Image: The haunting ghost orchid

Mysterious Orchids of the Everglades: Saving a Flowering Swamp Ghost

The swamps of southern Florida are home to a ghost. Its long arms, flowing shape, and enchanting beauty are enough to draw our fascination, but for scientists, including Charles Darwin himself, this ghost holds a deeper mystery. Now, they’re braving a landscape teeming with alligators, mosquitos, and snakes just to get a never-before-seen glimpse of this ghost’s mysterious nighttime visitor. Are you brave enough to come along on the journey, too?

Grab your headlamp, some insect repellent, and get ready to muck through one of the East Coast’s most wild and unexplored places! For we’re going ghost hunting, and we’ve got a mystery to solve.

Image: The haunting ghost orchid
Source: Big Cypress National Park // Flickr

The haunting of the ghost orchid

High up in a cypress tree in the Everglades, spider-like tendrils sprawl along with the bark, clinging to it. This unassuming plant, which looks more like a vine than your average flower, is the ghost orchid. And if you catch it at just the right time, something mystifying happens—a delicate, white flower with twirling tendrils will appear.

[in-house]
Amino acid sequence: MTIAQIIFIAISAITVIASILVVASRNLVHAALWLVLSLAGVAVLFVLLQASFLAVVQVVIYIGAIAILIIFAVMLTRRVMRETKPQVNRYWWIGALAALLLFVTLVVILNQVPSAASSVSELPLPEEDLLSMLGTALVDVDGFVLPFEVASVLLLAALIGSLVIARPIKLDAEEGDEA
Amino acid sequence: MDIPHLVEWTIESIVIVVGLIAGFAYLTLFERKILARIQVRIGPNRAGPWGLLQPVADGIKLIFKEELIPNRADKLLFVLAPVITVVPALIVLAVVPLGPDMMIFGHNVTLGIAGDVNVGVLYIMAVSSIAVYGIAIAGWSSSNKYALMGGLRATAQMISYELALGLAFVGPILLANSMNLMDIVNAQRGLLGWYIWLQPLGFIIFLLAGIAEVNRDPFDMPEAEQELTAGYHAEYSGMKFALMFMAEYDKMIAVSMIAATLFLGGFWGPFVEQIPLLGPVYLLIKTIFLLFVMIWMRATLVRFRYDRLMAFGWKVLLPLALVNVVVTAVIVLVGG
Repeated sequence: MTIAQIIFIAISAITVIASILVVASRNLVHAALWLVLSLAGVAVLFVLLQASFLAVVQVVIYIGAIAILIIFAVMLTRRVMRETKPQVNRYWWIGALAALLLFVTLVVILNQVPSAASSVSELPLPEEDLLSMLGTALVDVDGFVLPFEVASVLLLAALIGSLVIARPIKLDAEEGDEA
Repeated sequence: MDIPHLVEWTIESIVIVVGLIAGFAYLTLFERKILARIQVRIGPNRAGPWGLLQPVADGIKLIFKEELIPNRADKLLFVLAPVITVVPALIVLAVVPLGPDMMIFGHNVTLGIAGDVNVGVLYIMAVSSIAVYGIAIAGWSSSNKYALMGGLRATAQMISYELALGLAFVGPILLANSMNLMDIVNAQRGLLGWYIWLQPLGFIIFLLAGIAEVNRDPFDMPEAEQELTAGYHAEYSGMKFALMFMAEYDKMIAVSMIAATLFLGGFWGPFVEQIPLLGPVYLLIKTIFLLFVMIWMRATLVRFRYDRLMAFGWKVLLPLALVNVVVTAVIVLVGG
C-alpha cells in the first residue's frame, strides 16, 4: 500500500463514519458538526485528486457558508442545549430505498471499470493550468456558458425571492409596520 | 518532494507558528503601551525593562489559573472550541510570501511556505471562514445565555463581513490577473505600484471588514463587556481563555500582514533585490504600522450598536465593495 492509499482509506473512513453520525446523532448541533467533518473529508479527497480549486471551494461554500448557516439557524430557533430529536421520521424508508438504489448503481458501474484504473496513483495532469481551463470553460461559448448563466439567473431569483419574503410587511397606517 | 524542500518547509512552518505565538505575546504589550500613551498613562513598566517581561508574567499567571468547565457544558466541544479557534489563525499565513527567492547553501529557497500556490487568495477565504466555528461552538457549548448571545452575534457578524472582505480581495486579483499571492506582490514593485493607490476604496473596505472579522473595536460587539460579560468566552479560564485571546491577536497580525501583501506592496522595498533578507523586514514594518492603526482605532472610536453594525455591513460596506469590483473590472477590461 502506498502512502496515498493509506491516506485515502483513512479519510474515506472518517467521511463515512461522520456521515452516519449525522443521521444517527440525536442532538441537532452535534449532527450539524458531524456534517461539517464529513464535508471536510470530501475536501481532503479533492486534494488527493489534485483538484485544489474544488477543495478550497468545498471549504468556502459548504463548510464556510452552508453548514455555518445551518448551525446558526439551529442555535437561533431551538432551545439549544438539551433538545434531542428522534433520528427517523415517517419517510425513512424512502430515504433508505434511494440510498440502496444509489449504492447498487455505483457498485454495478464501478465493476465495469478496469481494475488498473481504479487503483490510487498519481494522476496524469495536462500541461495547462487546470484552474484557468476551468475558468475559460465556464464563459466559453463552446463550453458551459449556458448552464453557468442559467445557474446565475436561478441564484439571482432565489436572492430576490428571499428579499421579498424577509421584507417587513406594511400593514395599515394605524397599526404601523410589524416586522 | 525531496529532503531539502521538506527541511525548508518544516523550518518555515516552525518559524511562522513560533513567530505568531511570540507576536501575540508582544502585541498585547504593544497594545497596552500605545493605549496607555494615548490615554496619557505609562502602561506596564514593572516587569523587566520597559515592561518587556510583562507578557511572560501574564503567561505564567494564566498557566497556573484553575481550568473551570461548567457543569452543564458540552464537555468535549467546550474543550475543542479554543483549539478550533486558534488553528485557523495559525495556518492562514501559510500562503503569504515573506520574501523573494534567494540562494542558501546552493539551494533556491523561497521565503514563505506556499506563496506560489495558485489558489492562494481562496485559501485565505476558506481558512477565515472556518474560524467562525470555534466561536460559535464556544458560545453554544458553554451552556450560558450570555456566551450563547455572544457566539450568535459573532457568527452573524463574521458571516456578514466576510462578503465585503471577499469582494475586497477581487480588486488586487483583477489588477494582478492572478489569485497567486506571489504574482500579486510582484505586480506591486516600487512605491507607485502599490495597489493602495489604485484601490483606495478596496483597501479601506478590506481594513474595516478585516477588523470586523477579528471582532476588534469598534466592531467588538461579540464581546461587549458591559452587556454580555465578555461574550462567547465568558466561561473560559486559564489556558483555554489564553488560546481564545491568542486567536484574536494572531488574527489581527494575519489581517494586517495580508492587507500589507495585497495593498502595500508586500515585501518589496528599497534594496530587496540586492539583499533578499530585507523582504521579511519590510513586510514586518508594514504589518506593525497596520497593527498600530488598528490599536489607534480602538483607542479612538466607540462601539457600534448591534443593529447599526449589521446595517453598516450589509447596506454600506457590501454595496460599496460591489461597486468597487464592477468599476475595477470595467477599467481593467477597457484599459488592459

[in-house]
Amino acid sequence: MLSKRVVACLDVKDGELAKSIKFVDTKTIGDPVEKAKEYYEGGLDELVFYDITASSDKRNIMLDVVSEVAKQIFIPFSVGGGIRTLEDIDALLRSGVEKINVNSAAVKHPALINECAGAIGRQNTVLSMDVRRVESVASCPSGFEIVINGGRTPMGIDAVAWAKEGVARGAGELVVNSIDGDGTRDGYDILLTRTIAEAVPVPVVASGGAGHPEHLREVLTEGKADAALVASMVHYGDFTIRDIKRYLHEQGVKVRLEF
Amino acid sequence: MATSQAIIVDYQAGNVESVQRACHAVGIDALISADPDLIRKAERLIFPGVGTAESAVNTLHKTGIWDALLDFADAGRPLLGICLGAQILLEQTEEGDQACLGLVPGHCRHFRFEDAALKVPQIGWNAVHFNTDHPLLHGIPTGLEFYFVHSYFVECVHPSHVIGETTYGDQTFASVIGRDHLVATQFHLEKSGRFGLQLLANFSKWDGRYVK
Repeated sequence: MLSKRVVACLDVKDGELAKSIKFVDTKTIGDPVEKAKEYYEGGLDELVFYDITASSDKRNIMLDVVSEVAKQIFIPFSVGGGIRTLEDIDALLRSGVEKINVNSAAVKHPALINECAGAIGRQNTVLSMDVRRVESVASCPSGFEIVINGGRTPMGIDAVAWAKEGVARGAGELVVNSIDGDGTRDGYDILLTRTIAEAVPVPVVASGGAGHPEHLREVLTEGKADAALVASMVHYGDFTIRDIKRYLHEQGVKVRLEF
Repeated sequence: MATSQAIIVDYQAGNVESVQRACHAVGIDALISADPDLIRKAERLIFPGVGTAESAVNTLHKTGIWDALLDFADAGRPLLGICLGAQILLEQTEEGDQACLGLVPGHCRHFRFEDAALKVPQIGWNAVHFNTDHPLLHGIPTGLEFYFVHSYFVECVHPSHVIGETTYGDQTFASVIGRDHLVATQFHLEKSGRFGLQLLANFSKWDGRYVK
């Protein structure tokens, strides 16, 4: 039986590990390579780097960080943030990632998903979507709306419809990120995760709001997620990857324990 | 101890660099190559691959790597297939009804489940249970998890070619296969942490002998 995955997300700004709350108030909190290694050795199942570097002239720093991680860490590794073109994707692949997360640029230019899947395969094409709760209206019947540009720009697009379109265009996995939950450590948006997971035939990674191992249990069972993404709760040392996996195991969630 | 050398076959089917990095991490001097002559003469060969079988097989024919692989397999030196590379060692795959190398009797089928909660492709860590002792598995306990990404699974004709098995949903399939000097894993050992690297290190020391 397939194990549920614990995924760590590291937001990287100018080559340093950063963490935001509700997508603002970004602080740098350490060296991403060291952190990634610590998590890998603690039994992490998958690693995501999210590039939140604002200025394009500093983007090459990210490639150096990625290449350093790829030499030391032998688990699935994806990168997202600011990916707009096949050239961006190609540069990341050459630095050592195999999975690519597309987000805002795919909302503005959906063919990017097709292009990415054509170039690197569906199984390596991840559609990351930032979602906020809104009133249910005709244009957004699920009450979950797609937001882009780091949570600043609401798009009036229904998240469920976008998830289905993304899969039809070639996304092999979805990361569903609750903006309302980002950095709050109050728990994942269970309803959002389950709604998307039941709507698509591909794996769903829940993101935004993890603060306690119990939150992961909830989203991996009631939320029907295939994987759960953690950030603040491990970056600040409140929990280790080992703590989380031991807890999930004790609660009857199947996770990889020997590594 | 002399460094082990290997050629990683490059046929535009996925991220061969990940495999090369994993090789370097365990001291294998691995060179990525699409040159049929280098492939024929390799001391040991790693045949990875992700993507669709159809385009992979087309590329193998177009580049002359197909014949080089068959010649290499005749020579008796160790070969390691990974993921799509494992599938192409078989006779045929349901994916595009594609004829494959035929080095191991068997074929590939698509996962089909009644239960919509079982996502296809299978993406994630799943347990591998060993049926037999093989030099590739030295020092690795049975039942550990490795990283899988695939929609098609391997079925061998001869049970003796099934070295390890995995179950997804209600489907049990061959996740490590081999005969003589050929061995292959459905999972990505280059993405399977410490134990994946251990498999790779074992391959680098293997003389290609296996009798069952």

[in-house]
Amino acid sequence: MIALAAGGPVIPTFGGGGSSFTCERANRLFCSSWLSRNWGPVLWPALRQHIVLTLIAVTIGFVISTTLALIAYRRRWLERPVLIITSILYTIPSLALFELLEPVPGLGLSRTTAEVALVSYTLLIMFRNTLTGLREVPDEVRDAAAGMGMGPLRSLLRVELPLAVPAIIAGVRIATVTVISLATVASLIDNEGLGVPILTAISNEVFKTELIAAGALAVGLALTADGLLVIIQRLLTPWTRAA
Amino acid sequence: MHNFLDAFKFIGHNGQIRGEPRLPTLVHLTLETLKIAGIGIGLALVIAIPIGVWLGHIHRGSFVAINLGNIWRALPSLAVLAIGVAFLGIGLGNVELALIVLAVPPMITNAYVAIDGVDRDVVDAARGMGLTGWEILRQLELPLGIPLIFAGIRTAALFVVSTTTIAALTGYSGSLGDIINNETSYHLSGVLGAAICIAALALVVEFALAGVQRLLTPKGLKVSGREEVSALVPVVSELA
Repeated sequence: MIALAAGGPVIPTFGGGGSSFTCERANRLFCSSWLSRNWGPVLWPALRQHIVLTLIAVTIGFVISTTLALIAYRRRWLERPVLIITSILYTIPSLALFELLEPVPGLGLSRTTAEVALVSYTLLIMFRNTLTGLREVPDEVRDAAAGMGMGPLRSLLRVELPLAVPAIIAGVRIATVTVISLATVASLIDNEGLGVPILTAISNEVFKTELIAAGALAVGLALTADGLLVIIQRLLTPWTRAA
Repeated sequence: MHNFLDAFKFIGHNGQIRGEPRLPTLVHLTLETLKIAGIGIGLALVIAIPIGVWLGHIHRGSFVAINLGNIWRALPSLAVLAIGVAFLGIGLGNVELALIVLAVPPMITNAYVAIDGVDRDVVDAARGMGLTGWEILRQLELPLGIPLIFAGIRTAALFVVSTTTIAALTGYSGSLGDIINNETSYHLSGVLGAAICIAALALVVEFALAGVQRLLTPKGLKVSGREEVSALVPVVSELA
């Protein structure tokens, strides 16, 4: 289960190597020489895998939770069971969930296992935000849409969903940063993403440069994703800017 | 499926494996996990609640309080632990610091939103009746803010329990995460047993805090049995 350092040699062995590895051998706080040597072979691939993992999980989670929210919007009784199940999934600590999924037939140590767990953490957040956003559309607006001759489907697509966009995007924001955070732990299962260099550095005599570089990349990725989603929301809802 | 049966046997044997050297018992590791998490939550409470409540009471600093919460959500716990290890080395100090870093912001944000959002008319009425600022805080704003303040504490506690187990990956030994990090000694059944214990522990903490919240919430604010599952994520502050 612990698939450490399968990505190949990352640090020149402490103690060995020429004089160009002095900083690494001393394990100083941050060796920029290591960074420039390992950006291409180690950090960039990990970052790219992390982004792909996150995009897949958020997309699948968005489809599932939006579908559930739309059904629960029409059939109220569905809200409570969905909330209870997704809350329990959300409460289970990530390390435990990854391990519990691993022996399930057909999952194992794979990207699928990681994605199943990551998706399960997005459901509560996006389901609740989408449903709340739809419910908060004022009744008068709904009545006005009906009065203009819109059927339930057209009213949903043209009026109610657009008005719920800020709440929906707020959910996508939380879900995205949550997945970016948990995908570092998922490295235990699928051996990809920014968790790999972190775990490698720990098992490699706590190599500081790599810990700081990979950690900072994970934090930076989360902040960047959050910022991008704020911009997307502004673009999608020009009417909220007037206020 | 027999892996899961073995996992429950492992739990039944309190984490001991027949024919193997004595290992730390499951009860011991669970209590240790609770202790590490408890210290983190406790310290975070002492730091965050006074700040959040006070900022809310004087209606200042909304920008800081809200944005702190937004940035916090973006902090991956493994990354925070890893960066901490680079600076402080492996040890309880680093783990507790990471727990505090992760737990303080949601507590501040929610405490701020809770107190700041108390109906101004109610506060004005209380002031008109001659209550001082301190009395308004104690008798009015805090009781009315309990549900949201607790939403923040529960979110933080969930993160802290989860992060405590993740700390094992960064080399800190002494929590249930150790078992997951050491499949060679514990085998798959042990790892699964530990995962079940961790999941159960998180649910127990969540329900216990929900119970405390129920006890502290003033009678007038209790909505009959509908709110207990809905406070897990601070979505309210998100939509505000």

Without leaves, this orchid depends on its roots and a very specific fungus to collect energy from the sun. 1 And while this is fascinating enough, what’s been really confusing scientists for generations has been the question of who the heck has been pollinating this thing?!

Sporting a nectar spur that’s at least 5-inches long, the ghost orchid has to have a pollinator with a seriously long proboscis to get in there for the treat and pollen. (That’s the long tube-like structure that unfurls from a butterfly or moth’s face!)

To quote a remark from Darwin when he was contemplating this mystery of a close relative of the ghost orchid over in Madagascar: “Good heavens, what insect can suck it?” 2